Scientists find a solution to long-standing mysteries of cuprate high-temperature superconductivity

Scientists who have tried to gain a better understanding of the intricacies of high-temperature superconductivity, which is the ability of certain materials to carry electrical current without energy loss, have been confused by the mysterious phase that happens when charge carriers are added which appear to compete with superconductivity.

 

It has also been a mystery why, the movement of superconducting electrons appears to be restricted to certain directions within this “pseudogap”. The pivotal challenge has been exploring this pseudogap and whether, and also how it affects the movement of electrons.

 

A team of scientists at the U.S. Department of Energy’s (DOE) Brookhaven National Laboratory and Cornell University has now used unique capabilities to reveal detailed characteristics of the electrons in one of these materials as it transforms from an insulator through the mysterious pseudogap phase and eventually into a full-blown superconductor.

 

Two distinct personality changes in the material’s electrons was described in the May 9, 2014 issue of Science. They include, the disappearance of a rather exotic periodic static arrangement of certain electrons within the pseudogap phase and the sudden ability of all the material’s electrons to move freely in any direction.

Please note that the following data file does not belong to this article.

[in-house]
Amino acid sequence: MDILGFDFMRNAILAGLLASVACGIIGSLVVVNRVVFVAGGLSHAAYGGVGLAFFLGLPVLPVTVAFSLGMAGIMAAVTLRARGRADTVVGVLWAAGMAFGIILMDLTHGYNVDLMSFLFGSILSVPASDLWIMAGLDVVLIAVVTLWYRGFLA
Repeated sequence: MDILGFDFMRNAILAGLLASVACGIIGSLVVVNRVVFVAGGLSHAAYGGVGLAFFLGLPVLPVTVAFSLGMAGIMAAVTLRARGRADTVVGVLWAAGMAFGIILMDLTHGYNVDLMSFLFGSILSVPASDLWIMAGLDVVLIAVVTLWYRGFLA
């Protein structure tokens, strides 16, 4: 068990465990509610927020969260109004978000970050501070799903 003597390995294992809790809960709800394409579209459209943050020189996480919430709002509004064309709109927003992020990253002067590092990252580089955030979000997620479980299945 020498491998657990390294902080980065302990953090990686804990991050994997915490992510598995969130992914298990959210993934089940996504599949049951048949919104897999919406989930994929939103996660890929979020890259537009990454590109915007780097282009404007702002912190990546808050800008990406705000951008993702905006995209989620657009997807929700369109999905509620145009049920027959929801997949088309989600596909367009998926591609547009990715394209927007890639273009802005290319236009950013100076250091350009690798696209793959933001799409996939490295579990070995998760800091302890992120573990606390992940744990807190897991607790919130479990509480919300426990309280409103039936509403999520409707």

This finding strengthens support for the idea that the periodic arrangement, sometimes referred to as “stripes” or “density waves”, restricts the flow of electrons and impairs maximal superconductivity in the pseudogap phase.

 

“This is the first time an experiment has directly linked the disappearance of the density waves and their associated nanoscale crystal distortions with the emergence of universally free-flowing electrons needed for unrestricted superconductivity,” said lead author J.C. Séamus Davis, a senior physicist and Director of DOE’s Center of Emergent Superconductivity at Brookhaven Lab and also a professor at both Cornell University and the St. Andrews University in Scotland. “These new measurements finally show us why, in the mysterious pseudogap state of this material, the electrons are less free to move.”


Armed with this information, scientists may be able to come up with ways to get superconductivity flowing under more favorable conditions. However, for now, even these “high-temperature” copper-oxide materials operate as superconductors only when they are cooled below -100 degrees Celsius. “That’s room temperature during a particularly bad winter in Antarctica,” Davis said. Scientists are hoping to find ways to raise the operating temperature for real-world energy-saving applications, like highly efficient power generation and transmission and computers that work at speeds thousands of times faster than the ones available today.

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